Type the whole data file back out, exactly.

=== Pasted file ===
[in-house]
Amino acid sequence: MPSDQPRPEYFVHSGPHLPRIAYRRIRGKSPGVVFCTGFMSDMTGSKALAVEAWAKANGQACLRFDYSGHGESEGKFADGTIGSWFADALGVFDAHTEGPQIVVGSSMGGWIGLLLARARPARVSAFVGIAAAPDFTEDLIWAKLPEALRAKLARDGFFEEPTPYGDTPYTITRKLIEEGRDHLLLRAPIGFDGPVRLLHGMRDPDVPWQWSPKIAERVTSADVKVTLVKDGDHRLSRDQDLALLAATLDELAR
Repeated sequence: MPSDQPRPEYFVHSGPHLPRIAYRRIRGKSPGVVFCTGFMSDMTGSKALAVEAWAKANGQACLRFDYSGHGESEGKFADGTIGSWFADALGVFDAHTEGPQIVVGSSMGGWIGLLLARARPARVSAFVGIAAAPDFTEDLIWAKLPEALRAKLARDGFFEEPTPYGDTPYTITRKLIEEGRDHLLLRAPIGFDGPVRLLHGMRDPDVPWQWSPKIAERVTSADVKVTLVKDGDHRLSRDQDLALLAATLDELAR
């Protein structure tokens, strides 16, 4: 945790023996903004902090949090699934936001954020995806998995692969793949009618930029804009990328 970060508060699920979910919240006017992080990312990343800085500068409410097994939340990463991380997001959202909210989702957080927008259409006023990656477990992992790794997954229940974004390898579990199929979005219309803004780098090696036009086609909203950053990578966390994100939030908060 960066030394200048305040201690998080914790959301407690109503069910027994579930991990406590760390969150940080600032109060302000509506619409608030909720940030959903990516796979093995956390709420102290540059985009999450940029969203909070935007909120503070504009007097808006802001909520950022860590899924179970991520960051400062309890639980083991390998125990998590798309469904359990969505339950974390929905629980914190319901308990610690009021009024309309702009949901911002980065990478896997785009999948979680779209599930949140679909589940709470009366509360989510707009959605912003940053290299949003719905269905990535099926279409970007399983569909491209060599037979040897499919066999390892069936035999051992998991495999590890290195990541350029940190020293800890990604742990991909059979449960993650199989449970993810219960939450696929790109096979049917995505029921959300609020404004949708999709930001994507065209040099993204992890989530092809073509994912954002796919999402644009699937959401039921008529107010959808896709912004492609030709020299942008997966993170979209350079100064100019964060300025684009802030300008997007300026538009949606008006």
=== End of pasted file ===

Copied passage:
[in-house]
Amino acid sequence: MPSDQPRPEYFVHSGPHLPRIAYRRIRGKSPGVVFCTGFMSDMTGSKALAVEAWAKANGQACLRFDYSGHGESEGKFADGTIGSWFADALGVFDAHTEGPQIVVGSSMGGWIGLLLARARPARVSAFVGIAAAPDFTEDLIWAKLPEALRAKLARDGFFEEPTPYGDTPYTITRKLIEEGRDHLLLRAPIGFDGPVRLLHGMRDPDVPWQWSPKIAERVTSADVKVTLVKDGDHRLSRDQDLALLAATLDELAR
Repeated sequence: MPSDQPRPEYFVHSGPHLPRIAYRRIRGKSPGVVFCTGFMSDMTGSKALAVEAWAKANGQACLRFDYSGHGESEGKFADGTIGSWFADALGVFDAHTEGPQIVVGSSMGGWIGLLLARARPARVSAFVGIAAAPDFTEDLIWAKLPEALRAKLARDGFFEEPTPYGDTPYTITRKLIEEGRDHLLLRAPIGFDGPVRLLHGMRDPDVPWQWSPKIAERVTSADVKVTLVKDGDHRLSRDQDLALLAATLDELAR
């Protein structure tokens, strides 16, 4: 945790023996903004902090949090699934936001954020995806998995692969793949009618930029804009990328 970060508060699920979910919240006017992080990312990343800085500068409410097994939340990463991380997001959202909210989702957080927008259409006023990656477990992992790794997954229940974004390898579990199929979005219309803004780098090696036009086609909203950053990578966390994100939030908060 960066030394200048305040201690998080914790959301407690109503069910027994579930991990406590760390969150940080600032109060302000509506619409608030909720940030959903990516796979093995956390709420102290540059985009999450940029969203909070935007909120503070504009007097808006802001909520950022860590899924179970991520960051400062309890639980083991390998125990998590798309469904359990969505339950974390929905629980914190319901308990610690009021009024309309702009949901911002980065990478896997785009999948979680779209599930949140679909589940709470009366509360989510707009959605912003940053290299949003719905269905990535099926279409970007399983569909491209060599037979040897499919066999390892069936035999051992998991495999590890290195990541350029940190020293800890990604742990991909059979449960993650199989449970993810219960939450696929790109096979049917995505029921959300609020404004949708999709930001994507065209040099993204992890989530092809073509994912954002796919999402644009699937959401039921008529107010959808896709912004492609030709020299942008997966993170979209350079100064100019964060300025684009802030300008997007300026538009949606008006």